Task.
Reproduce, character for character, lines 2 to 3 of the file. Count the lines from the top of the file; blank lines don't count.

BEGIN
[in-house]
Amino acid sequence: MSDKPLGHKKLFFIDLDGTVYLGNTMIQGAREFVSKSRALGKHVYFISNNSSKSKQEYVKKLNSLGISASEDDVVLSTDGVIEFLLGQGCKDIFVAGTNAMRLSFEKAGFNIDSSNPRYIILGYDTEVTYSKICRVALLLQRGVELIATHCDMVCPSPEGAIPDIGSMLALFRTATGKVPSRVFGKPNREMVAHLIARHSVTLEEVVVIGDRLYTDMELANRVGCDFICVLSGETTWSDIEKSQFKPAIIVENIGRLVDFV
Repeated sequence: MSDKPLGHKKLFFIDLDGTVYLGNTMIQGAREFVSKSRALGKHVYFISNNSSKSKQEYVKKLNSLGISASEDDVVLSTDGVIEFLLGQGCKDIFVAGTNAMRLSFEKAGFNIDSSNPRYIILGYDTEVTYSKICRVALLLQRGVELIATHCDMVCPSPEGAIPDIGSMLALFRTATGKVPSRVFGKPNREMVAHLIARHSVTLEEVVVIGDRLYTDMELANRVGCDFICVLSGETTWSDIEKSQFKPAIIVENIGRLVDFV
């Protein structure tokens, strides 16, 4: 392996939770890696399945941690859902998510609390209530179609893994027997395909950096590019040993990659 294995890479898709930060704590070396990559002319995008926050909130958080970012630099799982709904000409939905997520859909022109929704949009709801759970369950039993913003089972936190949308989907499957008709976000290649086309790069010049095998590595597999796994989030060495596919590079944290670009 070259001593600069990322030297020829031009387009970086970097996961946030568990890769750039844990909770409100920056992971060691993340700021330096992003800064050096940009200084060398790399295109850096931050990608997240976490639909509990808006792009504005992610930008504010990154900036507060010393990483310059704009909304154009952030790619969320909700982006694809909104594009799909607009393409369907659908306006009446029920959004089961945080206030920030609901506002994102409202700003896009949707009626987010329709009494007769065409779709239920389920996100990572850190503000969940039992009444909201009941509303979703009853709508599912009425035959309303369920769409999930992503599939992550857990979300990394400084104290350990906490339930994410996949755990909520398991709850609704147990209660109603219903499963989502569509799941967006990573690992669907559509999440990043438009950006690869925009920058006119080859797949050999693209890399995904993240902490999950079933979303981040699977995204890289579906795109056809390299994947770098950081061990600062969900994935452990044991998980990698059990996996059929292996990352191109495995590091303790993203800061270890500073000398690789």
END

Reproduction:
Amino acid sequence: MSDKPLGHKKLFFIDLDGTVYLGNTMIQGAREFVSKSRALGKHVYFISNNSSKSKQEYVKKLNSLGISASEDDVVLSTDGVIEFLLGQGCKDIFVAGTNAMRLSFEKAGFNIDSSNPRYIILGYDTEVTYSKICRVALLLQRGVELIATHCDMVCPSPEGAIPDIGSMLALFRTATGKVPSRVFGKPNREMVAHLIARHSVTLEEVVVIGDRLYTDMELANRVGCDFICVLSGETTWSDIEKSQFKPAIIVENIGRLVDFV
Repeated sequence: MSDKPLGHKKLFFIDLDGTVYLGNTMIQGAREFVSKSRALGKHVYFISNNSSKSKQEYVKKLNSLGISASEDDVVLSTDGVIEFLLGQGCKDIFVAGTNAMRLSFEKAGFNIDSSNPRYIILGYDTEVTYSKICRVALLLQRGVELIATHCDMVCPSPEGAIPDIGSMLALFRTATGKVPSRVFGKPNREMVAHLIARHSVTLEEVVVIGDRLYTDMELANRVGCDFICVLSGETTWSDIEKSQFKPAIIVENIGRLVDFV